Dr. Bronner's Wants Psilocybin Mushroom Therapy Available “as Soon as Possible”
David Bronner, the man who runs Dr. Bronner’s Magical Soap, wants worldwide access to magic mushrooms for therapeutic purposes. And he’s putting $1 million behind the effort.
Published on April 29, 2020

Dr. Bronner’s is known for being one of the first mainstream companies to dive head-first into the legal weed game. Now, the company’s CEO is practically cannonballing smack-dab into the middle of the psychedelics game, too.

On Monday, David Bronner, who runs Dr. Bronner’s as the company’s “Cosmic Engagement Officer,” donated a cool $1 million to Oregon’s medical shroom campaign. His latest donation comes in addition to a $150,000 donation he made to the same campaign in September, DoubleBlind reported.

"I'm a big believer in integrating psilocybin therapy into American and global culture as soon as possible," Bronner said during a live Reddit AMA the same day he made the $1 million donation. "This therapy helps people to process difficult and traumatic emotions and experiences, break destructive patterns of thought and behavior, and to love, integrate, and forgive themselves and each other."

Oregon’s shroom Initiative Petition 34, if it passes, will establish the nation’s first state-approved medical psilocybin program. The program permits only licensed medical professionals to administer the shroomy compound to patients in controlled clinical settings. Although psilocybin is not approved by the FDA for medical use, the FDA has designated psilocybin a “breakthrough therapy” to fast-track the psychedelic substance through the federal approval process. 

Studies have shown that psilocybin holds a lot of promise for treating depression, anxiety, post-traumatic stress, and drug and alcohol addiction. These behavioral conditions are often difficult to treat with conventional medications, which prompted the FDA to greenlight clinical trials for psilocybin and other psychedelics that have, for decades, been outlawed by the US government.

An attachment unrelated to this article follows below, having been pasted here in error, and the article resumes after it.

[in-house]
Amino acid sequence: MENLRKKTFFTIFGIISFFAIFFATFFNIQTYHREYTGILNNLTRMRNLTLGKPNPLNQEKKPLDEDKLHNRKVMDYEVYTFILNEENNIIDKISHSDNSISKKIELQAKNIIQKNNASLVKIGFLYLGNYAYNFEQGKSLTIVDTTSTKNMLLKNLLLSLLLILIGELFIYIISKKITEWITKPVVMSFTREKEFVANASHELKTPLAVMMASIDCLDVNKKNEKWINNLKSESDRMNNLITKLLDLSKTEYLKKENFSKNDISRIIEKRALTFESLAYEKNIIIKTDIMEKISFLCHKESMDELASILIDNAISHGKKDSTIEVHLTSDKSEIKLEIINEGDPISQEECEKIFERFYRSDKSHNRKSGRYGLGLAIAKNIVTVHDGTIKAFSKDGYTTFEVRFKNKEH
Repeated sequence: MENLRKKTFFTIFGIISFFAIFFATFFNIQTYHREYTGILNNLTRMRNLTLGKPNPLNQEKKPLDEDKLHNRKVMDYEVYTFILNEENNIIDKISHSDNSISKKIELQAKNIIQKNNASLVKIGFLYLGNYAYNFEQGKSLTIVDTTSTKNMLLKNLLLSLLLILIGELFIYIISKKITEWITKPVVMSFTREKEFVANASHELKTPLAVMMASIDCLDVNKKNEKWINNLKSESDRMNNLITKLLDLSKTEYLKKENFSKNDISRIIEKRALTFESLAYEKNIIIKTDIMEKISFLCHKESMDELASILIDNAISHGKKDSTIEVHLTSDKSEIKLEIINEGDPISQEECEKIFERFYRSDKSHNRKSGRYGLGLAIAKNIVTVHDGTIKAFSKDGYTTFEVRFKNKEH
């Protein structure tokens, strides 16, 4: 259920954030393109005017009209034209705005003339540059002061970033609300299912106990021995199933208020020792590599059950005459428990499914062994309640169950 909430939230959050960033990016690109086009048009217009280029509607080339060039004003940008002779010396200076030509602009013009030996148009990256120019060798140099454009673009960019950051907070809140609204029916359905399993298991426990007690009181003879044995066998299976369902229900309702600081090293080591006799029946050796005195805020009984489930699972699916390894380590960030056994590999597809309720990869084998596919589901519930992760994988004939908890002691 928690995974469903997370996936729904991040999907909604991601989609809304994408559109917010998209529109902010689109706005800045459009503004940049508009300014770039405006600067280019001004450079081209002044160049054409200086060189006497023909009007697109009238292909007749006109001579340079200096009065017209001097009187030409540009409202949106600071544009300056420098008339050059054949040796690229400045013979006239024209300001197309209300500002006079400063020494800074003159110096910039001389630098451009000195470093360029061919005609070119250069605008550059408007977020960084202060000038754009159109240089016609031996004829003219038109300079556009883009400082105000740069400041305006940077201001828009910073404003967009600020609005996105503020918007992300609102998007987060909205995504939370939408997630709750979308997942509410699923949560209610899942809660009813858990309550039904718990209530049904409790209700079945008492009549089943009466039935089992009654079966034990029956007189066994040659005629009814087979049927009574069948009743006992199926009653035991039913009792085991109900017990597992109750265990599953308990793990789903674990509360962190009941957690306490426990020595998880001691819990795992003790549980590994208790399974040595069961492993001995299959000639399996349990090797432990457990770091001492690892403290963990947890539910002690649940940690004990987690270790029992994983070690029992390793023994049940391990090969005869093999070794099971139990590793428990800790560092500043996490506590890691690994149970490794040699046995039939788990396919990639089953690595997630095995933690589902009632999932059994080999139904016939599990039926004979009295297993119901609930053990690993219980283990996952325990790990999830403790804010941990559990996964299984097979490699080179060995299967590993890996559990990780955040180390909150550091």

In case you’re wondering if Oregon will become some triptastic, far-out tourist destination if the initiative passes: Hold off on buying that Shagin Wagon, for now. To the outside observer, psilocybin-assisted therapy looks a lot more like therapy than it does psilocybin-assisted. Patients undergo talk therapy before with their therapist to establish goals prior to tripping on psilocybin. Then, when the patient takes the psychedelic, they’re left in a comfortable room to explore their mind during the trip. When they recover, they follow-up with the therapist for more talking. 

"In many ways, psilocybin therapy is just like regular therapy, but with the assistance of psilocybin to open the mind and give the participant a new perspective,” Bronner said. “The sessions can be extraordinarily powerful."

Magic mushrooms have experienced rapidly spreading public support over the past year. Last May, Denver, Colorado decriminalized psilocybin shrooms for personal use and cultivation. Oakland and Santa Cruz, California soon followed by effectively decriminalizing shrooms through city ordinances. 

Oregon activists are also campaigning to decriminalize all drugs through Initiative Petition 44, the “Drug Addiction Treatment and Recovery Act.” If you live in Oregon and aren’t registered to vote, you'll miss out on a potential milestone in the history of medicine and American drug refrom.

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Randy Robinson
Based in Denver, Randy studied cannabinoid science while getting a degree in molecular biology at the University of Colorado. When not writing about cannabis, science, politics, or LGBT issues, they can be found exploring nature somewhere in the Rocky Mountains. Catch Randy on Twitter and Instagram @randieseljay
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